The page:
Warhammer 40,000: Battlesector (PC)

Seems you can never have too many Warhammer 40K startegy titles, and Battlesector is the latest in a long line of turn based strategy games to try and bring as much of the tabletop experience to your screen as possible. Does this attempt from Black Lab Games succeed? Lets take a look.

Battlesector takes place on the now desolate planet of Baal, ravaged after years of war, in the aftermath of it’s devastation. You’ll be tasked with helping Sergeant Carleon and his allies purge the Tyranid infestation on Baal Secundus, and in doing so preserve the honour of the noble Blood Angels.

Story here is generally presented with some nice artwork showcasing the planet or current situation with fully voiced dialogue for the few main characters played out, fans of the franchise will appreciate the fleshing out of some more lore in the universe. The campaign is a good length too, around 25 hours depending on how thorough the cleansing of Baal is, and doesn’t really drag on or fall short. Outside of the campaign you get the usual skirmish mode, as well as a multiplayer offer of the same ilk, with an interesting hot-seat multiplayer for those on the same system. Pretty standard really, but enough to keep one interested for a while.

If there’s one thing these turn based strategy’s tend to get right in the 40K universe, it’s the presentation. The numerous Blood Angel units are detailed pretty well here alongside the xeno scum, leader units also have enough individual flair to be noticeable, and the various effects and gore during the combat can leave many a corpse ridden battlefield. The battlefields themselves are also good given their enclosed nature, atmospheric at times too, with plenty of obstructions and structures like on the tabletop – there was a little more variety to the stages than I was expecting too

Variety doesn’t quite make its way to the audio. Music is good, the effects boom as you would expect and it’s surprising just how much of the game is voiced. Here is the issue though as your units tend to only have a few phrases and a long drawn out battle will have you wanting to purge heretics by hand. Luckily performance is really good at the moment, my system (R51600/16GB/RTX 2080ti) made easy work of the game at max settings for 4K/60. Unfortunately couldn’t test on my laptop as the GPU is kaput, but given the specs required some tweaking could yield playability for lower systems easily enough.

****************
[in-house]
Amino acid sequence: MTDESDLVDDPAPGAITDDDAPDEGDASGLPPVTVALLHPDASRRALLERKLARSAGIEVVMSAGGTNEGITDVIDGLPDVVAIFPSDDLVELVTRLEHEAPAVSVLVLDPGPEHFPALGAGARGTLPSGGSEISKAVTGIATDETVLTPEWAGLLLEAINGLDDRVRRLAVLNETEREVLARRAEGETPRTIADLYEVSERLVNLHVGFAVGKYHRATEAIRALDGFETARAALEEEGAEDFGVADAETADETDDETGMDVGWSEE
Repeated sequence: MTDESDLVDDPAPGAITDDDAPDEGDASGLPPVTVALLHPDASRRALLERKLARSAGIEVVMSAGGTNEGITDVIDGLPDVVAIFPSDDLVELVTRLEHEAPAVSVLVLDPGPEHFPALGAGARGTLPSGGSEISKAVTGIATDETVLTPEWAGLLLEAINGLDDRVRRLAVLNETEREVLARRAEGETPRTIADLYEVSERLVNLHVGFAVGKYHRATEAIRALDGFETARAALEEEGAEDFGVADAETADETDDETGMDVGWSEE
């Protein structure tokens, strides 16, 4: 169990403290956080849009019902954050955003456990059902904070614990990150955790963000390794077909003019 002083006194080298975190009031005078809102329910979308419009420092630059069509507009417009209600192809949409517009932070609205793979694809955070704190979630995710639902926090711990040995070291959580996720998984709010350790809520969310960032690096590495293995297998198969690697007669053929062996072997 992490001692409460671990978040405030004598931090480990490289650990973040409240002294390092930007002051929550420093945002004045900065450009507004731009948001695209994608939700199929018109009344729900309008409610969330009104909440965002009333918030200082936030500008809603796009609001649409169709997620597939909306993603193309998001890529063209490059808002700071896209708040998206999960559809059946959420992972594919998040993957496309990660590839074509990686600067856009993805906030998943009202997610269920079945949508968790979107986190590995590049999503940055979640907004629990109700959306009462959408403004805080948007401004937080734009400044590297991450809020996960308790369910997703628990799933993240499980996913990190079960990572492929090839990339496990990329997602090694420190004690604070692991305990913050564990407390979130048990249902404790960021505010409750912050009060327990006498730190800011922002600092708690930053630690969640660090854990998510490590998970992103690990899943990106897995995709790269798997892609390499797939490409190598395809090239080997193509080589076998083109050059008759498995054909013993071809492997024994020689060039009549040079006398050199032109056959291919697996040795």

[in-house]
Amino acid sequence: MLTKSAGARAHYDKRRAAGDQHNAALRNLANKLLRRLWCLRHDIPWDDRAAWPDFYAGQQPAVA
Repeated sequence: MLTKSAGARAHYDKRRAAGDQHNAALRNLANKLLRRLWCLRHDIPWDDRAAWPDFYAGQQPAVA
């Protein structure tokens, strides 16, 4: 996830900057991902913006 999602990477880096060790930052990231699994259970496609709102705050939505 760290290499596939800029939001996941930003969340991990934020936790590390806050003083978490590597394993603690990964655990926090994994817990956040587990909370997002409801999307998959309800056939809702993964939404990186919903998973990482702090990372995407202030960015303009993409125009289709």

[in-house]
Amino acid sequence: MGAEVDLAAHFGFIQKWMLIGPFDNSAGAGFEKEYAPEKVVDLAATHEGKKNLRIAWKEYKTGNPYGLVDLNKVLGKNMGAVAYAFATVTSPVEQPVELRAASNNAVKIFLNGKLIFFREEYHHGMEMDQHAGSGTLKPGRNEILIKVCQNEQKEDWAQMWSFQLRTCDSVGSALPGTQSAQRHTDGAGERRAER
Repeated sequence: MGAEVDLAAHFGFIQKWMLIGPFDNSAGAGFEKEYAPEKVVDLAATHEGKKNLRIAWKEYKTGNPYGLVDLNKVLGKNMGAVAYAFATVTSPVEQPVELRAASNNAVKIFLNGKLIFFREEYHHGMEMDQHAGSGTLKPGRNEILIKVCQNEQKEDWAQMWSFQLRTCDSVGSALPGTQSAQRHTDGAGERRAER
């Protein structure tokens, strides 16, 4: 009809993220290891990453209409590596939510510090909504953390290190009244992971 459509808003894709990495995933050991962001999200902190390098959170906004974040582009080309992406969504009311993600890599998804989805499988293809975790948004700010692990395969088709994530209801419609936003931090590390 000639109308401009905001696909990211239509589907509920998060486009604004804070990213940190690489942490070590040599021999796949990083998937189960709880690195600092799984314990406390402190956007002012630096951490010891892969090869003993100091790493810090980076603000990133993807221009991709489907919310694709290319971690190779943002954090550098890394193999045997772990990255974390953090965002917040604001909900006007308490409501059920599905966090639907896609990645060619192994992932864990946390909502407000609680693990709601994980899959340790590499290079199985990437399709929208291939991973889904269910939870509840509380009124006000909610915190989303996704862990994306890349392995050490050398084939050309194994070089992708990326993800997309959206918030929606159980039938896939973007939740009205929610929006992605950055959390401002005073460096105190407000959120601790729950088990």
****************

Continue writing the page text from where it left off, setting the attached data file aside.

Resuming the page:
If you’ve played Sanctum Reach from the same publisher, then you may find some similarities with this game – though it doesn’t quite seem as in-depth as that. Whilst Battlesector can feel a tad more streamlined, it does still go some way to offering a faithful adaptation of the tabletop game. You’ll generally find yourself up against those pesky Tyranids in a last man standing skirmish, so efficient use of your units here is key to victory as reinforcements are not always guaranteed. Each unit has their own movement & action points, as well as stats and abilities, so tactical use of each units strength will generally see victory – even at higher difficulties. You will also have momentum on your side if built up, allowing a unit to ‘surge’ and string attacks. Bolstering your units in the management HQ, as well as upgrading leaders, is all in one place thankfully. I mentioned that it’s streamlined before and this simple army management setup and the fact the game can be played almost entirely with the mouse goes some way to showing that.

There are a couple of issues with the game that prevent it from routing the xenos’s, and that is enemy AI and unit balance. Sure the enemy does occasionally use more advanced tactics and will flank etc., but all too often they’ll just charge your overwatched choke points to get thinned out. This also bleeds a little into unit balance. Sure there’s plenty to unlock as you play, but most will eventually become useless as progression is made – the Aggressors used early on for example are not worth using after a few missions if you improve other units, as you can field more of them or they have better damage output. These things are mentioned in the post launch roadmap for improvement, but for now they stick out like a sore thumb in an otherwise superb showing. The roadmap also has additional factions listed, at the moment just the Blood Angels & Tyranids are available to play, which is a must as only 2 will tire fast.

Warhammer 40K Battlesector does plenty of things right, it manages to streamline things enough to be welcoming for those outside the tabletop realm as well as offering enough tactical depth for veterans – all whilst looking & sounding just right for some xeno purging on Baal Secundus. Some issues do crop up that affect the gameplay for the moment, mainly in AI and unit balancing, but these are at least on a post launch roadmap for improvement. Warhammer fans will likely already have this in their library, but those interested would be wise to keep an eye on Battlesector as there’s a fantastic game here once tweaked & added to



Manages to hold the Tyranids at bay, but without a decisive victory gained the fighting must continue

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Geoffrey Wright

Rocking the world of gaming since the Atari 2600, has now settled down to bask in the warmth of moe. Moe is life for a moe connoisseur.